How Are Macros Used in Pharma/Biotech Programming?

What is a Macro anyway?

Simply put, a Macro (short for "macroinstruction") is a single instruction that expands automatically into a set of instructions to perform a particular task. In computer science, a Macro is a rule or pattern that specifies how a certain input sequence of characters should be mapped to a replacement output sequence of characters, according to a defined procedure. Today, Macros are used in a number of different industries for very good reasons.

 

Why use Macros?

Macros are used so that repeatable processes can be automated. When Macros are checked and tested, Quality Control is built right into the process, saving 30-50% of your workers' time. It also sets a standard procedure, consistency and routine for a given work process, which is a huge reason companies appreciate Macros.

The consistency of using Macros brings familiarity to reviewers' jobs, making it easier to spot changes in various categories of data, such as increases or decreases, for example. If you were to compare working with Macros to not having them at all, you would find that without them, projects take longer, putting out routine reports is harder, and there will likely be inconsistencies in your company reporting. The cost involved in developing Macros isn't all that expensive, considering what you get in return. (Add piece of mind to all the other benefits mentioned above.) And when you team with a company that has a macro library already developed, you save invaluable development and testing time, as well.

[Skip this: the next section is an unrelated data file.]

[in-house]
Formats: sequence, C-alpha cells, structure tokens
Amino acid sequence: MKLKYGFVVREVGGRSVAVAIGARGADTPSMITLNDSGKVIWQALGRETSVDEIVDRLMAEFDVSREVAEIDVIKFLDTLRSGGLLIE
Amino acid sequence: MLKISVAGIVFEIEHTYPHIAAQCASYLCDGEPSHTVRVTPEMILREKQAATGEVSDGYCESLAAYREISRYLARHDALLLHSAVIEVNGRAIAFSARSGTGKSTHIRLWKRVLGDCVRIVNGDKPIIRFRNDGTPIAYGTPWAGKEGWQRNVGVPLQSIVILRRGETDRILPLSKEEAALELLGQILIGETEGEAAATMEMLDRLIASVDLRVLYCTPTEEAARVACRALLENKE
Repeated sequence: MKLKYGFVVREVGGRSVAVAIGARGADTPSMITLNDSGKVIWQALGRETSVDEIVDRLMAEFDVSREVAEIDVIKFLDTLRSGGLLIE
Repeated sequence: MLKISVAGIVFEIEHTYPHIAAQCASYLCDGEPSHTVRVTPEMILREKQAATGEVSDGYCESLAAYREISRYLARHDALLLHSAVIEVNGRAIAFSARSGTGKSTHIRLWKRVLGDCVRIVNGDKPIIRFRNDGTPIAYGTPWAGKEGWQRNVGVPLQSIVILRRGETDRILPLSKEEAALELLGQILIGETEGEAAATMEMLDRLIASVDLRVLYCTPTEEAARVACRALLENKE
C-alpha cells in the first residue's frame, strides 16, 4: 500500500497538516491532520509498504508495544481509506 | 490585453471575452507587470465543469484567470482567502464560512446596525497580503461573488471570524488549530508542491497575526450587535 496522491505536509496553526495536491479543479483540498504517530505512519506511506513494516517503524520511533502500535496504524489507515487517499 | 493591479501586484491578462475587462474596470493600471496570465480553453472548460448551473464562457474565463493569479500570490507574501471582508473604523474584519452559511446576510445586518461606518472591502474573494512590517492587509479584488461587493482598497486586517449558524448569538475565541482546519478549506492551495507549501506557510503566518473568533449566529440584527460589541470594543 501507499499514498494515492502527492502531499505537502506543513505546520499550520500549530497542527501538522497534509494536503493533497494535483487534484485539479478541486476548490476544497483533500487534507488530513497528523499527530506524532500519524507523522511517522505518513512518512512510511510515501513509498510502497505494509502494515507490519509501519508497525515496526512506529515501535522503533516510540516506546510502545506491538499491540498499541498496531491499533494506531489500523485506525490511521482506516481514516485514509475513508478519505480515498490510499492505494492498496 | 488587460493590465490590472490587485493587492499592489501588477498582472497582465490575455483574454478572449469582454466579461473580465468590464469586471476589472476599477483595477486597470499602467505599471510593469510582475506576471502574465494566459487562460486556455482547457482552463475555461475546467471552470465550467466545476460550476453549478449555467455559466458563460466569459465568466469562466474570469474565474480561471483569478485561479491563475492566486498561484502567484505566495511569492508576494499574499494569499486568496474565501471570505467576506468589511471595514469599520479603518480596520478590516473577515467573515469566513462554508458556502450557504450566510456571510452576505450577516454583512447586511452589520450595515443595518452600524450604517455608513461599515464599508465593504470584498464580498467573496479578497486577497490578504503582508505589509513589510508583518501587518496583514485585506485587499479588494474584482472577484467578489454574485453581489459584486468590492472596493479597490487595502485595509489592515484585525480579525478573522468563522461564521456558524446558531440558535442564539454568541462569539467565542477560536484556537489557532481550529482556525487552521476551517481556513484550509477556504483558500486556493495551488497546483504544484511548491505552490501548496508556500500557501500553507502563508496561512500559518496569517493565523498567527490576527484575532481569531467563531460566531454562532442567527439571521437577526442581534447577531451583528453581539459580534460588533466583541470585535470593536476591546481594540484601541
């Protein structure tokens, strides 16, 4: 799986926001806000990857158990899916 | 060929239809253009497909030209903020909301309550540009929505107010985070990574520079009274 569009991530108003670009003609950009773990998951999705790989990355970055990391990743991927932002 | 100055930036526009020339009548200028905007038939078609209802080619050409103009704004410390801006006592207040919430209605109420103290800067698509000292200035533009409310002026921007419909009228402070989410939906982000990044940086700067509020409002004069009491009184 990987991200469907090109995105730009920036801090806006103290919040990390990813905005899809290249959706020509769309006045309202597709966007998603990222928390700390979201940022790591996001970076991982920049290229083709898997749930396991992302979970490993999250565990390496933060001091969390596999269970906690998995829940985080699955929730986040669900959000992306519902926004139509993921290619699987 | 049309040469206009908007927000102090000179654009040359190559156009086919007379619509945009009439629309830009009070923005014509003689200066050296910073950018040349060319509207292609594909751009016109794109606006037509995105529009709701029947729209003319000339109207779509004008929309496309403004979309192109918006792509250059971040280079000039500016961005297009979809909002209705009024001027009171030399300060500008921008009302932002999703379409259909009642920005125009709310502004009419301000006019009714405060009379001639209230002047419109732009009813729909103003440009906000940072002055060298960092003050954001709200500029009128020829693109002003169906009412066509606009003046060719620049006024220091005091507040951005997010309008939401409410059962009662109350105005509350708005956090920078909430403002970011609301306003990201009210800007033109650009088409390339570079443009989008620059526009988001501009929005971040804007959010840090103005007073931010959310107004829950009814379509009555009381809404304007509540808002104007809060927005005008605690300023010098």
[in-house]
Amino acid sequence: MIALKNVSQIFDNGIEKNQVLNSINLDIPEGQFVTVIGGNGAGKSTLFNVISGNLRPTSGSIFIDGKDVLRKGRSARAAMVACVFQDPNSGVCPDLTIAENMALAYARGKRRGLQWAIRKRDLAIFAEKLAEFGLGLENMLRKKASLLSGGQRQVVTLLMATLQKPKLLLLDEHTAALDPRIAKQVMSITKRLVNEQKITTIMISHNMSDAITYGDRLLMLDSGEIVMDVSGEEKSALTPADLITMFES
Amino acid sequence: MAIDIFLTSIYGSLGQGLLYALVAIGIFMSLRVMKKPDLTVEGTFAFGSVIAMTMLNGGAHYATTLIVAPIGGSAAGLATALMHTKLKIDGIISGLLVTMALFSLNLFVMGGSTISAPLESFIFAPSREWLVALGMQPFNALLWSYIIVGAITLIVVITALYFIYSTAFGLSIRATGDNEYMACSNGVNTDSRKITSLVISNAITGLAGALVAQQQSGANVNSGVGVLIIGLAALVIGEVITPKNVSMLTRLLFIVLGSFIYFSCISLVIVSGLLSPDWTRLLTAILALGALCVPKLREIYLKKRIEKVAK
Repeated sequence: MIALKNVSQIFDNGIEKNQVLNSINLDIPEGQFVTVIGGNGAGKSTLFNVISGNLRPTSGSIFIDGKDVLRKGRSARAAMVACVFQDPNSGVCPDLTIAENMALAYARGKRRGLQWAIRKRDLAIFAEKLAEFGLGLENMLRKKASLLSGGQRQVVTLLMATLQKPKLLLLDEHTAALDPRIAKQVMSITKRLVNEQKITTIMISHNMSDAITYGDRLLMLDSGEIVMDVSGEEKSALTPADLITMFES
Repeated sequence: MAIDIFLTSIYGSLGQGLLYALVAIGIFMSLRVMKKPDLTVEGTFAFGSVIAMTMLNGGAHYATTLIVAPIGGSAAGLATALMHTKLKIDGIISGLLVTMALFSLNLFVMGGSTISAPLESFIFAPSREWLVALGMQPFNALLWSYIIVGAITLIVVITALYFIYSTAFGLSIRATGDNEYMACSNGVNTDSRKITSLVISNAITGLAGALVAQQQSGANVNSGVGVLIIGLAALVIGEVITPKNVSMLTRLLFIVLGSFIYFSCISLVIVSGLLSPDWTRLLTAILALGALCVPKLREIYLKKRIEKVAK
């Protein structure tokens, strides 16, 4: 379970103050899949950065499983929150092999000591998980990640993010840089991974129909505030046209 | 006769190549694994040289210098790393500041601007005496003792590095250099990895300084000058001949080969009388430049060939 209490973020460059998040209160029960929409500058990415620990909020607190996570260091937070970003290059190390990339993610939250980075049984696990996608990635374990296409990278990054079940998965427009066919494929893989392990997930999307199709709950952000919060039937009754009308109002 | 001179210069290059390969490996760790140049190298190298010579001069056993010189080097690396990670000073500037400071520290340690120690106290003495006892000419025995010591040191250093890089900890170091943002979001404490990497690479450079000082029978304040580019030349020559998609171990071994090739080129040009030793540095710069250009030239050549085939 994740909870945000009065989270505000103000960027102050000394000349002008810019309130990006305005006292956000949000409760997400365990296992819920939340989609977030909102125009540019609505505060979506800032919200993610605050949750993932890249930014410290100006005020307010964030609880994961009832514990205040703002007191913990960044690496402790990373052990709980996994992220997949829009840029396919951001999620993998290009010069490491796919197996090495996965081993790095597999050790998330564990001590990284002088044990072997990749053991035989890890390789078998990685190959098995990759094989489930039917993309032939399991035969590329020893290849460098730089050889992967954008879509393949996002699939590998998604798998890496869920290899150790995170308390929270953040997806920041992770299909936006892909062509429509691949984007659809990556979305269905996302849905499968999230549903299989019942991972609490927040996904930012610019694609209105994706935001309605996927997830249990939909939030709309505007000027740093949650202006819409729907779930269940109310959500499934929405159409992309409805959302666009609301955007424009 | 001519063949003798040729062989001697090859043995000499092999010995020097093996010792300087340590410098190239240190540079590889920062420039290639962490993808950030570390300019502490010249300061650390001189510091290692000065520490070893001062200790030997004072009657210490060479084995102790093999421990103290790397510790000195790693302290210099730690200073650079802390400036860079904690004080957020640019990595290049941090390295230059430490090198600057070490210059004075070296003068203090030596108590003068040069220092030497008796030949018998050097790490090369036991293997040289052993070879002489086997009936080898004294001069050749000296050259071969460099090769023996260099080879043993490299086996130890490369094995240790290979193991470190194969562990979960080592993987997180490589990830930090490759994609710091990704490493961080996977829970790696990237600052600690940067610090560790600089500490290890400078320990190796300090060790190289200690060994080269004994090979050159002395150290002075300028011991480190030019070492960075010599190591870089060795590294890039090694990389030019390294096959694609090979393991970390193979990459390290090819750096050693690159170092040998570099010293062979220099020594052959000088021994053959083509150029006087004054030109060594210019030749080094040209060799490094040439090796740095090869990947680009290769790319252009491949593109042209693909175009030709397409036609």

How Are Macros Used in Pharma/Biotech Programming?

A library of SAS Macros, ready for implementation, automates the process for reporting outputs such as tables, listings, and graphs. Macros drive standardization with page layouts for all outputs. Production time speeds up the output of tables, listings, and graphs, using validated code, which reduces the need for validation.

"In today’s competitive environment, macros add value," says Paul Gilbert, President of DataCeutics. He adds, “Deploying tools that give programmers a quicker method to complete projects gives way for the highly-skilled programmer to spend more time working through the complicated and one-off type of work projects.”

Who is DataCeutics?

DataCeutics is a Functional Service Provider of Statistical Programming, supporting the Pharmaceutical Industry for 25 years. DataCeutics is also the developer of CR Toolkit, a set of SAS macros that assist programmers with the reporting of tables, listings, and graphs in support of FDA submissions.

To learn more, visit DataCeutics at www.dataceutics.com.